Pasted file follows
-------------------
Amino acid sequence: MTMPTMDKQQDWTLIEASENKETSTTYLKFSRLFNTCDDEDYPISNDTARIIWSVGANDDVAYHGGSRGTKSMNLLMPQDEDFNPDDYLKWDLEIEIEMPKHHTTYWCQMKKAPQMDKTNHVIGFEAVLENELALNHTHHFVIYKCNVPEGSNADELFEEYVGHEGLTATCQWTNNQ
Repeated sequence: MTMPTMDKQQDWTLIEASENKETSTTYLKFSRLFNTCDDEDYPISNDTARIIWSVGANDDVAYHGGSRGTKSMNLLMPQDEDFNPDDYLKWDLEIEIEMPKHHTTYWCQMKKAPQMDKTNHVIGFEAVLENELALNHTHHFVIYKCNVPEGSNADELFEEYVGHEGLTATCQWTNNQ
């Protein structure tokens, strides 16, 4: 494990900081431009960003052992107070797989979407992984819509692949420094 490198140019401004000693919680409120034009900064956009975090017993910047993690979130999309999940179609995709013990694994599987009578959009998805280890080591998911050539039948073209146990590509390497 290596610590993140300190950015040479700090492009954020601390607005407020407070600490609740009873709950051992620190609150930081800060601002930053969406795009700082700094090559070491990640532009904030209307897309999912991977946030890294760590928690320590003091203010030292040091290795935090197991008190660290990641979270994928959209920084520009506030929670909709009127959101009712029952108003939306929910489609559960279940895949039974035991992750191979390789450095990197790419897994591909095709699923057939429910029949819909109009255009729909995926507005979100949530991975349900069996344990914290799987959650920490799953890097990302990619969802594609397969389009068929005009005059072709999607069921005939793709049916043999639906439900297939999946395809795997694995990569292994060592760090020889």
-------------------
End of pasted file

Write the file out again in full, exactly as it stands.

Amino acid sequence: MTMPTMDKQQDWTLIEASENKETSTTYLKFSRLFNTCDDEDYPISNDTARIIWSVGANDDVAYHGGSRGTKSMNLLMPQDEDFNPDDYLKWDLEIEIEMPKHHTTYWCQMKKAPQMDKTNHVIGFEAVLENELALNHTHHFVIYKCNVPEGSNADELFEEYVGHEGLTATCQWTNNQ
Repeated sequence: MTMPTMDKQQDWTLIEASENKETSTTYLKFSRLFNTCDDEDYPISNDTARIIWSVGANDDVAYHGGSRGTKSMNLLMPQDEDFNPDDYLKWDLEIEIEMPKHHTTYWCQMKKAPQMDKTNHVIGFEAVLENELALNHTHHFVIYKCNVPEGSNADELFEEYVGHEGLTATCQWTNNQ
């Protein structure tokens, strides 16, 4: 494990900081431009960003052992107070797989979407992984819509692949420094 490198140019401004000693919680409120034009900064956009975090017993910047993690979130999309999940179609995709013990694994599987009578959009998805280890080591998911050539039948073209146990590509390497 290596610590993140300190950015040479700090492009954020601390607005407020407070600490609740009873709950051992620190609150930081800060601002930053969406795009700082700094090559070491990640532009904030209307897309999912991977946030890294760590928690320590003091203010030292040091290795935090197991008190660290990641979270994928959209920084520009506030929670909709009127959101009712029952108003939306929910489609559960279940895949039974035991992750191979390789450095990197790419897994591909095709699923057939429910029949819909109009255009729909995926507005979100949530991975349900069996344990914290799987959650920490799953890097990302990619969802594609397969389009068929005009005059072709999607069921005939793709049916043999639906439900297939999946395809795997694995990569292994060592760090020889």